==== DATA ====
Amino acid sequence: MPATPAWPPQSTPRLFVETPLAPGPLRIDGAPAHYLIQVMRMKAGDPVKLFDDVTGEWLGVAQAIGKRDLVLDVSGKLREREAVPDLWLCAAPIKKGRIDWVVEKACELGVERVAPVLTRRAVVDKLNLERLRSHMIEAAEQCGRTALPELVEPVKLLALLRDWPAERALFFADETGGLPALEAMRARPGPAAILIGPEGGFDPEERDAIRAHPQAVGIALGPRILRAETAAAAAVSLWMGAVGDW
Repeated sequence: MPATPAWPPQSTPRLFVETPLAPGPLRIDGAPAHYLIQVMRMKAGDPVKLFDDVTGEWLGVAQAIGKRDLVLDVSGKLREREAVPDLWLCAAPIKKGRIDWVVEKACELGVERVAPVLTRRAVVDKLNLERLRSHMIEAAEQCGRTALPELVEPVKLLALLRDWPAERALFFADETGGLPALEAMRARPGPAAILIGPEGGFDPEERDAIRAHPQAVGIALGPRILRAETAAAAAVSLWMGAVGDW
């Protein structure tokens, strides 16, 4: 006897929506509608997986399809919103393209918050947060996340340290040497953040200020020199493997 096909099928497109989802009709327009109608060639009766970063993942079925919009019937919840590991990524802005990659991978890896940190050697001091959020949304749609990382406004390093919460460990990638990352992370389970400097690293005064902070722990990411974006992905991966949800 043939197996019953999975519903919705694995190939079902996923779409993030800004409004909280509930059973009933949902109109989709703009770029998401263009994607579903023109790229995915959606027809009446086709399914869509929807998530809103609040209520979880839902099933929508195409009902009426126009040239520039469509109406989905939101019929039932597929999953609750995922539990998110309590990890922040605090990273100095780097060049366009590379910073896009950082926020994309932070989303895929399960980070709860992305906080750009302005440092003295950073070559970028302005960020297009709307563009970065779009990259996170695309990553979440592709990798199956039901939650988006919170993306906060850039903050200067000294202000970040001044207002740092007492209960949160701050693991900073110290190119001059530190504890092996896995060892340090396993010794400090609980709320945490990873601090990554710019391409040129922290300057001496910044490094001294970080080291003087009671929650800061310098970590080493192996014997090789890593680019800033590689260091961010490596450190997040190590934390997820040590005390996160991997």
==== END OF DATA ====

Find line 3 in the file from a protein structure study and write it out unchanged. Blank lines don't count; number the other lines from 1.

């Protein structure tokens, strides 16, 4: 006897929506509608997986399809919103393209918050947060996340340290040497953040200020020199493997 096909099928497109989802009709327009109608060639009766970063993942079925919009019937919840590991990524802005990659991978890896940190050697001091959020949304749609990382406004390093919460460990990638990352992370389970400097690293005064902070722990990411974006992905991966949800 043939197996019953999975519903919705694995190939079902996923779409993030800004409004909280509930059973009933949902109109989709703009770029998401263009994607579903023109790229995915959606027809009446086709399914869509929807998530809103609040209520979880839902099933929508195409009902009426126009040239520039469509109406989905939101019929039932597929999953609750995922539990998110309590990890922040605090990273100095780097060049366009590379910073896009950082926020994309932070989303895929399960980070709860992305906080750009302005440092003295950073070559970028302005960020297009709307563009970065779009990259996170695309990553979440592709990798199956039901939650988006919170993306906060850039903050200067000294202000970040001044207002740092007492209960949160701050693991900073110290190119001059530190504890092996896995060892340090396993010794400090609980709320945490990873601090990554710019391409040129922290300057001496910044490094001294970080080291003087009671929650800061310098970590080493192996014997090789890593680019800033590689260091961010490596450190997040190590934390997820040590005390996160991997």